Psychosis is a medical term that is used to describe symptoms of certain mental health problems. The difference between reality and imagination can become blurred in individuals with psychosis, leading to impaired thinking and judgement.
There are two typical features of psychosis:
Hallucinations - This is a feature of psychosis where the person hears, sees or even smells things that are not present in reality. Hearing voices in the head is one of the most common features of psychosis. These are called auditory hallucinations.
Delusions - This is a feature of psychosis where a sufferer believes something that is not true. For example, they believe that someone is planning to hurt or kill them. Most people with psychosis have a combination of hallucinations and delusions. This can cause changes and alterations in behavior, emotions, thinking and beliefs.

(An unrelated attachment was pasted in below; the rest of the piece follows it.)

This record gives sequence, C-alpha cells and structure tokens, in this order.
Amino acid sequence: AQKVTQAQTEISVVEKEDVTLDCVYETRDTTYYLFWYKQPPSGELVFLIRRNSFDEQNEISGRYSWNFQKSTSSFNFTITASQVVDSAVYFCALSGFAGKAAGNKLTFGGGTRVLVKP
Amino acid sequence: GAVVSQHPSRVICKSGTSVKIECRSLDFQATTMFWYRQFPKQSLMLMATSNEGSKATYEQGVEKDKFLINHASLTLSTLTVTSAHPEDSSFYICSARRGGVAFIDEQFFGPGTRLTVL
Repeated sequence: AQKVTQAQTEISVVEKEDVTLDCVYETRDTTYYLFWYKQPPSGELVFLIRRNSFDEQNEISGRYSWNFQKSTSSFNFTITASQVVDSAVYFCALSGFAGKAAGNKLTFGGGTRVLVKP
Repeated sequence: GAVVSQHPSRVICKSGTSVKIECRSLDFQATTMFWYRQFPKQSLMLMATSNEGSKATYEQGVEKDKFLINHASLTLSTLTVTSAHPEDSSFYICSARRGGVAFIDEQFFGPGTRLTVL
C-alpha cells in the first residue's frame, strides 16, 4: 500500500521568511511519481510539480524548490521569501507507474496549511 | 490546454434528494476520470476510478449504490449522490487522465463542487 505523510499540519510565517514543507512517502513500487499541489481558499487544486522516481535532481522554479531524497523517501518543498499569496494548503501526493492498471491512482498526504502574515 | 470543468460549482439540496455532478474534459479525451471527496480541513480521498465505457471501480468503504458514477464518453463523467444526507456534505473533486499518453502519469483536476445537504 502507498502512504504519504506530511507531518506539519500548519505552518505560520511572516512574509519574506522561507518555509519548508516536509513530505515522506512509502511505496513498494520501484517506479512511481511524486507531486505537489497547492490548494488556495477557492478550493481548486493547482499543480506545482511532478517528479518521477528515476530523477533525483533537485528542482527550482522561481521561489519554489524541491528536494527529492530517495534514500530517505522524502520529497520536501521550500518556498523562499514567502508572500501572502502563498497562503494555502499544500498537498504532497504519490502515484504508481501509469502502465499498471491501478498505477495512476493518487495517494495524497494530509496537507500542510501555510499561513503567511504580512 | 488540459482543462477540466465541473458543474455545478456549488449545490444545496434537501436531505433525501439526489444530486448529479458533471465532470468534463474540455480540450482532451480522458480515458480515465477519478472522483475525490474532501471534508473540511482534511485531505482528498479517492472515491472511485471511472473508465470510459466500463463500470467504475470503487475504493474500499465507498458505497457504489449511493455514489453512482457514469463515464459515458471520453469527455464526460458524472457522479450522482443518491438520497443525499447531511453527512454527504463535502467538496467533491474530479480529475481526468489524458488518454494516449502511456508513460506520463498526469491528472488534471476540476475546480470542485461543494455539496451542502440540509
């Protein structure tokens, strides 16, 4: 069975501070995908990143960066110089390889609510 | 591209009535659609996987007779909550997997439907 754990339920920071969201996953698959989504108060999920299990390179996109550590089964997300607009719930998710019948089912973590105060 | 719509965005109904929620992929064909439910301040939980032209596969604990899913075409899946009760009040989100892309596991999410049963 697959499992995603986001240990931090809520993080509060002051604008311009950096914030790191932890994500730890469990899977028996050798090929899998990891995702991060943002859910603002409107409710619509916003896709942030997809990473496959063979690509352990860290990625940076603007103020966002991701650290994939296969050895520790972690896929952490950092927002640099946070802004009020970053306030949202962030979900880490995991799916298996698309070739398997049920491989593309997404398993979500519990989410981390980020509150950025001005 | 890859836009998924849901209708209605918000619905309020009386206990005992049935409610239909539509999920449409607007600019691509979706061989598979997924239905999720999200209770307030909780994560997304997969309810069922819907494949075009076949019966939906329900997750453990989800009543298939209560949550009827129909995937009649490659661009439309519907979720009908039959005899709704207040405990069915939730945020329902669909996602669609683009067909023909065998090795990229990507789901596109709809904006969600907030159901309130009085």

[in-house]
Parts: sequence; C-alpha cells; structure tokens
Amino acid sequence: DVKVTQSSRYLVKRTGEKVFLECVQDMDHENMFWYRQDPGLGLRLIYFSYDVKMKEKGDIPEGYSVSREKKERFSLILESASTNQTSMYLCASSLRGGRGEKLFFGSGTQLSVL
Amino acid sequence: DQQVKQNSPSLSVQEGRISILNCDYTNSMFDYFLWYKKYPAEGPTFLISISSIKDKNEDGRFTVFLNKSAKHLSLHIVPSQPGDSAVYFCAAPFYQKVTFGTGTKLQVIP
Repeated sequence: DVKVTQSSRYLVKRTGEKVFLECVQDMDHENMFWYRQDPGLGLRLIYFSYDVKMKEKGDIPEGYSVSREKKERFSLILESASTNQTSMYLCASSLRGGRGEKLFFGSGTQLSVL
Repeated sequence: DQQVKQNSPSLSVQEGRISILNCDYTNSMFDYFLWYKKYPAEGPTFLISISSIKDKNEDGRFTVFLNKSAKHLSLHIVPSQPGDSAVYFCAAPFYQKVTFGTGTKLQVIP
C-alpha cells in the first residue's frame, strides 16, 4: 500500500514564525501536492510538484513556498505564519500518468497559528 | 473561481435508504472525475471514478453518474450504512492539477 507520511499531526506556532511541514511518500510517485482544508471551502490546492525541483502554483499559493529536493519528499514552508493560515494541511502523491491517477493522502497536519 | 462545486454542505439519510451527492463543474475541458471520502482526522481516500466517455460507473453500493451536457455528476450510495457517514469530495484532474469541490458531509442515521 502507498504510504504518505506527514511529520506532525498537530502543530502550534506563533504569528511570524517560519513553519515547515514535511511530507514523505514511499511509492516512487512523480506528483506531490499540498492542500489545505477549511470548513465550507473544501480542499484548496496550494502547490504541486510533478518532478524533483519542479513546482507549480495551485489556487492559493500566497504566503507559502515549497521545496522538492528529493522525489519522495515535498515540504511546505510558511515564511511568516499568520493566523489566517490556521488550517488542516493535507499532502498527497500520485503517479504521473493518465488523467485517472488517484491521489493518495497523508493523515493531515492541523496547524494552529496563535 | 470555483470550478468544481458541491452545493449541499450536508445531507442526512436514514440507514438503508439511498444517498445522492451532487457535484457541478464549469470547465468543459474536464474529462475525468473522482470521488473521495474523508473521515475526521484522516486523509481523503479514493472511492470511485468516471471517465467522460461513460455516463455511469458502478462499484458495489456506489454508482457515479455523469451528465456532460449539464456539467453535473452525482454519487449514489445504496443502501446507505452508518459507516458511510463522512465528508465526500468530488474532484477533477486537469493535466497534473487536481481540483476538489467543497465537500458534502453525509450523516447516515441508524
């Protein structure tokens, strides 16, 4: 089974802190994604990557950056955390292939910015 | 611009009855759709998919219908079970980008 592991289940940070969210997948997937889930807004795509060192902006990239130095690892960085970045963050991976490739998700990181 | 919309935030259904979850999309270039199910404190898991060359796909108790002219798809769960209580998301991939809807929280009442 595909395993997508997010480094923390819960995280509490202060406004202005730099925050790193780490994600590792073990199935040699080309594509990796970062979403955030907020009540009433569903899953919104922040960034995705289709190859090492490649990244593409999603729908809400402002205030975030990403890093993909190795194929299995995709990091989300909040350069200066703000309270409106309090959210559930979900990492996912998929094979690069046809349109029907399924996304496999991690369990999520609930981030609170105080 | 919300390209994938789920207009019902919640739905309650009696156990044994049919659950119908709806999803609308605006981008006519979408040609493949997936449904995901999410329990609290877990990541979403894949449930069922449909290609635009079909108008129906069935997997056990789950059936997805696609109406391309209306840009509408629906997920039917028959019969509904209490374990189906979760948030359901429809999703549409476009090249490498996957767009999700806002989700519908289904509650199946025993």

Psychosis is often triggered by other mental health conditions. It may be a part of other diseases such as bipolar disorder or schizophrenia. Psychosis can also be triggered by illnesses such as Parkinson's disease, drug abuse, alcoholism and brain cancer.
Diagnosis and treatment
Psychosis is usually reported to a healthcare professional by a family member, friend or carer of the person who is ill as most patients are, themselves, unaware of their condition. Diagnosis is made by a psychiatrist, through talking tests that are performed to assess the severity of the condition.
Treatment for psychosis usually involves a combination of medication called antipsychotics and talking therapy or counselling. While medication can relieve the symptoms of psychosis, talking therapy can address the underlying cause of the psychosis.
Cognitive behavioral therapy (CBT) is one example of talking therapy that is commonly used to help people with psychosis. Aside from psychological therapy and medication, people with psychosis also require support from people in their family and social circles.
Reviewed by Sally Robertson, BSc